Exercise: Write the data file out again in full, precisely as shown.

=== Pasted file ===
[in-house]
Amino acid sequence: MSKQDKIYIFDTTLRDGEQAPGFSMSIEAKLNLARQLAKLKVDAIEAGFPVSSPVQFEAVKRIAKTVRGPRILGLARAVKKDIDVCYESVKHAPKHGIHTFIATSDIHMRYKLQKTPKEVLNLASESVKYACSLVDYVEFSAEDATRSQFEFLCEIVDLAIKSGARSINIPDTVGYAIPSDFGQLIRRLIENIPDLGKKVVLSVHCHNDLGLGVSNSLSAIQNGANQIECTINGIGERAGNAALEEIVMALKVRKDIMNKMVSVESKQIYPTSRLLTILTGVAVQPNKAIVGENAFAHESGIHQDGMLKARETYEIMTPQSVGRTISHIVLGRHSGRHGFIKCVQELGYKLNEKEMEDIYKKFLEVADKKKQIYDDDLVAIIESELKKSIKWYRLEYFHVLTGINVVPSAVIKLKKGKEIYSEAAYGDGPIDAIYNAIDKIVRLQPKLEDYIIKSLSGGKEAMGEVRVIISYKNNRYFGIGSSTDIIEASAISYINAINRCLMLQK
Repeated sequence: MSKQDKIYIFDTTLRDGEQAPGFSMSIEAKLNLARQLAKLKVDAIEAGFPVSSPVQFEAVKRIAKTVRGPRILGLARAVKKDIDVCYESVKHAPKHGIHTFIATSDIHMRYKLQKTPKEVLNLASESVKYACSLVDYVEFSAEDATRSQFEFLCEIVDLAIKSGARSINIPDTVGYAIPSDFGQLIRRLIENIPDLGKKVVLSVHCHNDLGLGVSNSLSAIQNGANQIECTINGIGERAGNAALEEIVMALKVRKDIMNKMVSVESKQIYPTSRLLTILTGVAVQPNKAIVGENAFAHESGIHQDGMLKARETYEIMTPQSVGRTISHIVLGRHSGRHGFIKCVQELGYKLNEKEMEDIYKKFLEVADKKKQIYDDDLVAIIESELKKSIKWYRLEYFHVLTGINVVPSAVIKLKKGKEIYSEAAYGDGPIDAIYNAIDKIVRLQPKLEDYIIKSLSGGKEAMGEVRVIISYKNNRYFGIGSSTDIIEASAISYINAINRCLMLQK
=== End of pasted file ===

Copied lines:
[in-house]
Amino acid sequence: MSKQDKIYIFDTTLRDGEQAPGFSMSIEAKLNLARQLAKLKVDAIEAGFPVSSPVQFEAVKRIAKTVRGPRILGLARAVKKDIDVCYESVKHAPKHGIHTFIATSDIHMRYKLQKTPKEVLNLASESVKYACSLVDYVEFSAEDATRSQFEFLCEIVDLAIKSGARSINIPDTVGYAIPSDFGQLIRRLIENIPDLGKKVVLSVHCHNDLGLGVSNSLSAIQNGANQIECTINGIGERAGNAALEEIVMALKVRKDIMNKMVSVESKQIYPTSRLLTILTGVAVQPNKAIVGENAFAHESGIHQDGMLKARETYEIMTPQSVGRTISHIVLGRHSGRHGFIKCVQELGYKLNEKEMEDIYKKFLEVADKKKQIYDDDLVAIIESELKKSIKWYRLEYFHVLTGINVVPSAVIKLKKGKEIYSEAAYGDGPIDAIYNAIDKIVRLQPKLEDYIIKSLSGGKEAMGEVRVIISYKNNRYFGIGSSTDIIEASAISYINAINRCLMLQK
Repeated sequence: MSKQDKIYIFDTTLRDGEQAPGFSMSIEAKLNLARQLAKLKVDAIEAGFPVSSPVQFEAVKRIAKTVRGPRILGLARAVKKDIDVCYESVKHAPKHGIHTFIATSDIHMRYKLQKTPKEVLNLASESVKYACSLVDYVEFSAEDATRSQFEFLCEIVDLAIKSGARSINIPDTVGYAIPSDFGQLIRRLIENIPDLGKKVVLSVHCHNDLGLGVSNSLSAIQNGANQIECTINGIGERAGNAALEEIVMALKVRKDIMNKMVSVESKQIYPTSRLLTILTGVAVQPNKAIVGENAFAHESGIHQDGMLKARETYEIMTPQSVGRTISHIVLGRHSGRHGFIKCVQELGYKLNEKEMEDIYKKFLEVADKKKQIYDDDLVAIIESELKKSIKWYRLEYFHVLTGINVVPSAVIKLKKGKEIYSEAAYGDGPIDAIYNAIDKIVRLQPKLEDYIIKSLSGGKEAMGEVRVIISYKNNRYFGIGSSTDIIEASAISYINAINRCLMLQK